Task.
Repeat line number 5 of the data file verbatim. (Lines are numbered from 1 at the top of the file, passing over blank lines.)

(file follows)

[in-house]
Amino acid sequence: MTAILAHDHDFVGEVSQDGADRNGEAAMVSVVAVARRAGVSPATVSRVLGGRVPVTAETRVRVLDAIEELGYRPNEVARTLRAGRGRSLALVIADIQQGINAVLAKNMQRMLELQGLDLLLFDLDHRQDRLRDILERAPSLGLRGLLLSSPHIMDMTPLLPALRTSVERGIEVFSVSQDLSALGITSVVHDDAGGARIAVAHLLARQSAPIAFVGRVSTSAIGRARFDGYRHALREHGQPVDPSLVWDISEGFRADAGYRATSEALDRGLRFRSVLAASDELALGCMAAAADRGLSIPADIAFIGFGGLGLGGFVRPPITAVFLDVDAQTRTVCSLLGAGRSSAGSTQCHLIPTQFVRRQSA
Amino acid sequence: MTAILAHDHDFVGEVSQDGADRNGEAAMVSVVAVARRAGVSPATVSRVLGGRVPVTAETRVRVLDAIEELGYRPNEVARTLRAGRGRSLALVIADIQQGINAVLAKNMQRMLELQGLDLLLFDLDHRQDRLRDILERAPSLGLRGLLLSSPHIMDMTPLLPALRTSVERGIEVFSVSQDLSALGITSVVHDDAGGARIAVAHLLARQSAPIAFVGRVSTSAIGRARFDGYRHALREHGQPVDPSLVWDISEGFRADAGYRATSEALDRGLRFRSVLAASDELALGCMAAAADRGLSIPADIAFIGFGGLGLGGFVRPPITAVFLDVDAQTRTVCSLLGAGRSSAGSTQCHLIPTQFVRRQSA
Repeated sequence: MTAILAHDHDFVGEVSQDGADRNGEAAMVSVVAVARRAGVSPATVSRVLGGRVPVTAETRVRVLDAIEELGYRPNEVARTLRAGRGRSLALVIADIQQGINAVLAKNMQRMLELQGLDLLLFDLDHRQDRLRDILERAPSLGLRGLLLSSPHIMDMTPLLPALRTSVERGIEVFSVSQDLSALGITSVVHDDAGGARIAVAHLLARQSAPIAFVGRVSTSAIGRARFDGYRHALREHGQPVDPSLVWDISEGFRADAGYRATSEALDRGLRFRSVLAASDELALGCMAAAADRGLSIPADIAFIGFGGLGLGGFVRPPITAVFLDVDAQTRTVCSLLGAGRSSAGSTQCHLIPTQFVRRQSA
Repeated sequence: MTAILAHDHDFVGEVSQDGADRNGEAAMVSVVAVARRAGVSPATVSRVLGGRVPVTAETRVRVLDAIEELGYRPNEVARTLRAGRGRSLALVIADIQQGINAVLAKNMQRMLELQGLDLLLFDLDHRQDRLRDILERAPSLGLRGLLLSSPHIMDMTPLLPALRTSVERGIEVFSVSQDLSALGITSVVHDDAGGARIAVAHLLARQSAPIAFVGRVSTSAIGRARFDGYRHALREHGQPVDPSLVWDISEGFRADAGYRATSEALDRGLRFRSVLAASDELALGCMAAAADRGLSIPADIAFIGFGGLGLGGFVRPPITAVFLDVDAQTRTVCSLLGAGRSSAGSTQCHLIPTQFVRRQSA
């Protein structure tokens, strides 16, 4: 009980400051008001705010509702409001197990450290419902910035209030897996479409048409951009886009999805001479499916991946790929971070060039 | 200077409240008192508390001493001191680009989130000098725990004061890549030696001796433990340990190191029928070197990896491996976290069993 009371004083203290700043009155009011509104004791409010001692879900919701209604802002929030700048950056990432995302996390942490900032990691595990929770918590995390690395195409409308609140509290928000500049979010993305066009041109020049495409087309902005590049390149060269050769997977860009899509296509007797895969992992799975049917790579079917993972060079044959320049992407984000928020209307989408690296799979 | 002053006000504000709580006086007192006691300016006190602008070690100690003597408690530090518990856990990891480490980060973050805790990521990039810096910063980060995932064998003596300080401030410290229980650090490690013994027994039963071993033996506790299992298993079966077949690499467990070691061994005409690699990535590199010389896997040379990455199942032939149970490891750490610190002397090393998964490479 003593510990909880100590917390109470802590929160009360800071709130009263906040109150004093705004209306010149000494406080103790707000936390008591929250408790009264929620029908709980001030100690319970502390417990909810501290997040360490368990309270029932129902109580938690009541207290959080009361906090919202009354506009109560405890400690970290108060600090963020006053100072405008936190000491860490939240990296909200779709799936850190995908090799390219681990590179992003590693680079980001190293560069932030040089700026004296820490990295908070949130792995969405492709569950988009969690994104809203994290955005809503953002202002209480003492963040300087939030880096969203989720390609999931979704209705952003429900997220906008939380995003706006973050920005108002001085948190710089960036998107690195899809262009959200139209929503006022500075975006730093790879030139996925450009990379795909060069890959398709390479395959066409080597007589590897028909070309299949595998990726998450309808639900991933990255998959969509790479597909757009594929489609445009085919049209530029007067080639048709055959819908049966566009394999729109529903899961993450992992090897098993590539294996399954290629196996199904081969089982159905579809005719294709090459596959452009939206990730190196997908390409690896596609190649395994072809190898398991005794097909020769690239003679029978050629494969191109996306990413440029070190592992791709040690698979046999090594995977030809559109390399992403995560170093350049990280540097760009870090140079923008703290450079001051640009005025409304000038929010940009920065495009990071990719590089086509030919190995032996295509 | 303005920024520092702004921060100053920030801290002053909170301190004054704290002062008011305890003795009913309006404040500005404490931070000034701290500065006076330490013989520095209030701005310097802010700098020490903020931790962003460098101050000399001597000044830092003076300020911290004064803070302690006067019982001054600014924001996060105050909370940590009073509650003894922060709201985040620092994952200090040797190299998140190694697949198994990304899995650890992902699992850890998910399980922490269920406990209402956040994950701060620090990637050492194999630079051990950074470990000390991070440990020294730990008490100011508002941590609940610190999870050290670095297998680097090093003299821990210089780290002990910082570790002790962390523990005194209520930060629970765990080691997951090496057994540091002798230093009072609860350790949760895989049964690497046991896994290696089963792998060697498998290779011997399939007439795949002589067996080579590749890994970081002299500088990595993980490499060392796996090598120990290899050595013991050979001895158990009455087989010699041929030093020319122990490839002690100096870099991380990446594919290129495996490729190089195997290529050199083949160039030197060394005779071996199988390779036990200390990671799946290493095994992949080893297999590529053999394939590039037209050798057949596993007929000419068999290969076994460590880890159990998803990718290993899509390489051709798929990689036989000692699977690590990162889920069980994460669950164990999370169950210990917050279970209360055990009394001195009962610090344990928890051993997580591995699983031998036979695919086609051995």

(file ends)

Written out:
Repeated sequence: MTAILAHDHDFVGEVSQDGADRNGEAAMVSVVAVARRAGVSPATVSRVLGGRVPVTAETRVRVLDAIEELGYRPNEVARTLRAGRGRSLALVIADIQQGINAVLAKNMQRMLELQGLDLLLFDLDHRQDRLRDILERAPSLGLRGLLLSSPHIMDMTPLLPALRTSVERGIEVFSVSQDLSALGITSVVHDDAGGARIAVAHLLARQSAPIAFVGRVSTSAIGRARFDGYRHALREHGQPVDPSLVWDISEGFRADAGYRATSEALDRGLRFRSVLAASDELALGCMAAAADRGLSIPADIAFIGFGGLGLGGFVRPPITAVFLDVDAQTRTVCSLLGAGRSSAGSTQCHLIPTQFVRRQSA